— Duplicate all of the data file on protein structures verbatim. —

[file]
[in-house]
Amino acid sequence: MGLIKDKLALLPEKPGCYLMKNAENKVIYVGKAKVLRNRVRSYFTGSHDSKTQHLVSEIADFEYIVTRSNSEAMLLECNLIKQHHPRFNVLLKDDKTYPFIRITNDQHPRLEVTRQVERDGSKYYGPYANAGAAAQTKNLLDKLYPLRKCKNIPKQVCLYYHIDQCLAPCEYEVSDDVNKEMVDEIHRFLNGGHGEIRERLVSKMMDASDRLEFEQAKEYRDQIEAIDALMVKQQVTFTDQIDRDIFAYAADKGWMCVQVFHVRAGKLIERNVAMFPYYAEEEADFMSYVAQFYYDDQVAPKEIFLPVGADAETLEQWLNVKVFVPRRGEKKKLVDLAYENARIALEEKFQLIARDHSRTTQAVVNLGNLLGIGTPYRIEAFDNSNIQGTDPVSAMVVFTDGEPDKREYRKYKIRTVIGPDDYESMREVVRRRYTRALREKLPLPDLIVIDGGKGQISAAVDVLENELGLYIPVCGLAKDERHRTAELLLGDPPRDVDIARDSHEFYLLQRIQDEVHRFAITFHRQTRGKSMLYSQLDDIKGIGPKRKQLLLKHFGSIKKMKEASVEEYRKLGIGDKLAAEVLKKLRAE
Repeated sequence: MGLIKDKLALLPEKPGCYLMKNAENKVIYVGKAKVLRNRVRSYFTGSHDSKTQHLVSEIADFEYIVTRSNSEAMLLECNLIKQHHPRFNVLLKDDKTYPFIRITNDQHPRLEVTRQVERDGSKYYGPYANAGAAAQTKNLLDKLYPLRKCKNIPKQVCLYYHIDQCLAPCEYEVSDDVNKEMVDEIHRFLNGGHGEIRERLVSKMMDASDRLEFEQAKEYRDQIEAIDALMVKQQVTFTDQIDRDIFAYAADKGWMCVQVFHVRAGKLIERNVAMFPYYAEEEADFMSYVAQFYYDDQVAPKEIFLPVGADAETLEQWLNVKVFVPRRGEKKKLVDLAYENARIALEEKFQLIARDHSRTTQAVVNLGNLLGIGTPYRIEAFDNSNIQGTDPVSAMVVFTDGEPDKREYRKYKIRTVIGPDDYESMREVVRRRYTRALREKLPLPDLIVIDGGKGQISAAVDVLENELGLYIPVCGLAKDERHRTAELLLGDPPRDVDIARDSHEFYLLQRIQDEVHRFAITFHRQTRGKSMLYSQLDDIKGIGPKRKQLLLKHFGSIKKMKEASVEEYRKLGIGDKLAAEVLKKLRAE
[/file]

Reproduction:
[in-house]
Amino acid sequence: MGLIKDKLALLPEKPGCYLMKNAENKVIYVGKAKVLRNRVRSYFTGSHDSKTQHLVSEIADFEYIVTRSNSEAMLLECNLIKQHHPRFNVLLKDDKTYPFIRITNDQHPRLEVTRQVERDGSKYYGPYANAGAAAQTKNLLDKLYPLRKCKNIPKQVCLYYHIDQCLAPCEYEVSDDVNKEMVDEIHRFLNGGHGEIRERLVSKMMDASDRLEFEQAKEYRDQIEAIDALMVKQQVTFTDQIDRDIFAYAADKGWMCVQVFHVRAGKLIERNVAMFPYYAEEEADFMSYVAQFYYDDQVAPKEIFLPVGADAETLEQWLNVKVFVPRRGEKKKLVDLAYENARIALEEKFQLIARDHSRTTQAVVNLGNLLGIGTPYRIEAFDNSNIQGTDPVSAMVVFTDGEPDKREYRKYKIRTVIGPDDYESMREVVRRRYTRALREKLPLPDLIVIDGGKGQISAAVDVLENELGLYIPVCGLAKDERHRTAELLLGDPPRDVDIARDSHEFYLLQRIQDEVHRFAITFHRQTRGKSMLYSQLDDIKGIGPKRKQLLLKHFGSIKKMKEASVEEYRKLGIGDKLAAEVLKKLRAE
Repeated sequence: MGLIKDKLALLPEKPGCYLMKNAENKVIYVGKAKVLRNRVRSYFTGSHDSKTQHLVSEIADFEYIVTRSNSEAMLLECNLIKQHHPRFNVLLKDDKTYPFIRITNDQHPRLEVTRQVERDGSKYYGPYANAGAAAQTKNLLDKLYPLRKCKNIPKQVCLYYHIDQCLAPCEYEVSDDVNKEMVDEIHRFLNGGHGEIRERLVSKMMDASDRLEFEQAKEYRDQIEAIDALMVKQQVTFTDQIDRDIFAYAADKGWMCVQVFHVRAGKLIERNVAMFPYYAEEEADFMSYVAQFYYDDQVAPKEIFLPVGADAETLEQWLNVKVFVPRRGEKKKLVDLAYENARIALEEKFQLIARDHSRTTQAVVNLGNLLGIGTPYRIEAFDNSNIQGTDPVSAMVVFTDGEPDKREYRKYKIRTVIGPDDYESMREVVRRRYTRALREKLPLPDLIVIDGGKGQISAAVDVLENELGLYIPVCGLAKDERHRTAELLLGDPPRDVDIARDSHEFYLLQRIQDEVHRFAITFHRQTRGKSMLYSQLDDIKGIGPKRKQLLLKHFGSIKKMKEASVEEYRKLGIGDKLAAEVLKKLRAE